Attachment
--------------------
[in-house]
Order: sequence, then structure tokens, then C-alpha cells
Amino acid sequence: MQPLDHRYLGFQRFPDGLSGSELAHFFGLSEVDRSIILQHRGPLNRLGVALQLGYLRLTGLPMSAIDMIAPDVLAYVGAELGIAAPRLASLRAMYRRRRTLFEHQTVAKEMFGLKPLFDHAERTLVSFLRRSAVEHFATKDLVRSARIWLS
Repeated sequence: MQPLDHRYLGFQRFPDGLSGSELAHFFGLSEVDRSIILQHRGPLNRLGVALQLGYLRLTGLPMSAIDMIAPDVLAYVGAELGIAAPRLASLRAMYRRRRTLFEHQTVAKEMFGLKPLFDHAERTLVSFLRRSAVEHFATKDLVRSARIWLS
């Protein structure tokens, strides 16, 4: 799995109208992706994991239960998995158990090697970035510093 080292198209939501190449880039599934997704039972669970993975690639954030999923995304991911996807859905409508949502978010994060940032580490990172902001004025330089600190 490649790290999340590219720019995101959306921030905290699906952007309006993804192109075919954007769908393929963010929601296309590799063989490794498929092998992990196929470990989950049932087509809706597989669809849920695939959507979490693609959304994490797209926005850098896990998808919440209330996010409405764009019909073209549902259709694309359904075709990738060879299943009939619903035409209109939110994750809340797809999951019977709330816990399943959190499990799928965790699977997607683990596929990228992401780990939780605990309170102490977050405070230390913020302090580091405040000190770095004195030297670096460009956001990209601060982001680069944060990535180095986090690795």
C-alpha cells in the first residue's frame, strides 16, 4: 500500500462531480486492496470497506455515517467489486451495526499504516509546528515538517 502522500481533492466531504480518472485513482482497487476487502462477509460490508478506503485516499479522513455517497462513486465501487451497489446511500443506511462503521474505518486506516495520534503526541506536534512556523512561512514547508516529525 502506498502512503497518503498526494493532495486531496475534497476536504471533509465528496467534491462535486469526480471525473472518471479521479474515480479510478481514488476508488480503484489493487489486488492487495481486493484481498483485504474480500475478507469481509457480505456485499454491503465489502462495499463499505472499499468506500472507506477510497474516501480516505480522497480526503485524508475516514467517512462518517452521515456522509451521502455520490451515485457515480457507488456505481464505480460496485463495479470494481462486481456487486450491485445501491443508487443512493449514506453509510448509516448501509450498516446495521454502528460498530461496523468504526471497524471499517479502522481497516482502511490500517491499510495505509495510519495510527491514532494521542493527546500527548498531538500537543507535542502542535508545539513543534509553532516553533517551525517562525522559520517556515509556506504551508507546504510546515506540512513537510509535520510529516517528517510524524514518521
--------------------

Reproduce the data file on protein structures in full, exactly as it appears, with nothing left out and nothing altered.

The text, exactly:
[in-house]
Order: sequence, then structure tokens, then C-alpha cells
Amino acid sequence: MQPLDHRYLGFQRFPDGLSGSELAHFFGLSEVDRSIILQHRGPLNRLGVALQLGYLRLTGLPMSAIDMIAPDVLAYVGAELGIAAPRLASLRAMYRRRRTLFEHQTVAKEMFGLKPLFDHAERTLVSFLRRSAVEHFATKDLVRSARIWLS
Repeated sequence: MQPLDHRYLGFQRFPDGLSGSELAHFFGLSEVDRSIILQHRGPLNRLGVALQLGYLRLTGLPMSAIDMIAPDVLAYVGAELGIAAPRLASLRAMYRRRRTLFEHQTVAKEMFGLKPLFDHAERTLVSFLRRSAVEHFATKDLVRSARIWLS
């Protein structure tokens, strides 16, 4: 799995109208992706994991239960998995158990090697970035510093 080292198209939501190449880039599934997704039972669970993975690639954030999923995304991911996807859905409508949502978010994060940032580490990172902001004025330089600190 490649790290999340590219720019995101959306921030905290699906952007309006993804192109075919954007769908393929963010929601296309590799063989490794498929092998992990196929470990989950049932087509809706597989669809849920695939959507979490693609959304994490797209926005850098896990998808919440209330996010409405764009019909073209549902259709694309359904075709990738060879299943009939619903035409209109939110994750809340797809999951019977709330816990399943959190499990799928965790699977997607683990596929990228992401780990939780605990309170102490977050405070230390913020302090580091405040000190770095004195030297670096460009956001990209601060982001680069944060990535180095986090690795």
C-alpha cells in the first residue's frame, strides 16, 4: 500500500462531480486492496470497506455515517467489486451495526499504516509546528515538517 502522500481533492466531504480518472485513482482497487476487502462477509460490508478506503485516499479522513455517497462513486465501487451497489446511500443506511462503521474505518486506516495520534503526541506536534512556523512561512514547508516529525 502506498502512503497518503498526494493532495486531496475534497476536504471533509465528496467534491462535486469526480471525473472518471479521479474515480479510478481514488476508488480503484489493487489486488492487495481486493484481498483485504474480500475478507469481509457480505456485499454491503465489502462495499463499505472499499468506500472507506477510497474516501480516505480522497480526503485524508475516514467517512462518517452521515456522509451521502455520490451515485457515480457507488456505481464505480460496485463495479470494481462486481456487486450491485445501491443508487443512493449514506453509510448509516448501509450498516446495521454502528460498530461496523468504526471497524471499517479502522481497516482502511490500517491499510495505509495510519495510527491514532494521542493527546500527548498531538500537543507535542502542535508545539513543534509553532516553533517551525517562525522559520517556515509556506504551508507546504510546515506540512513537510509535520510529516517528517510524524514518521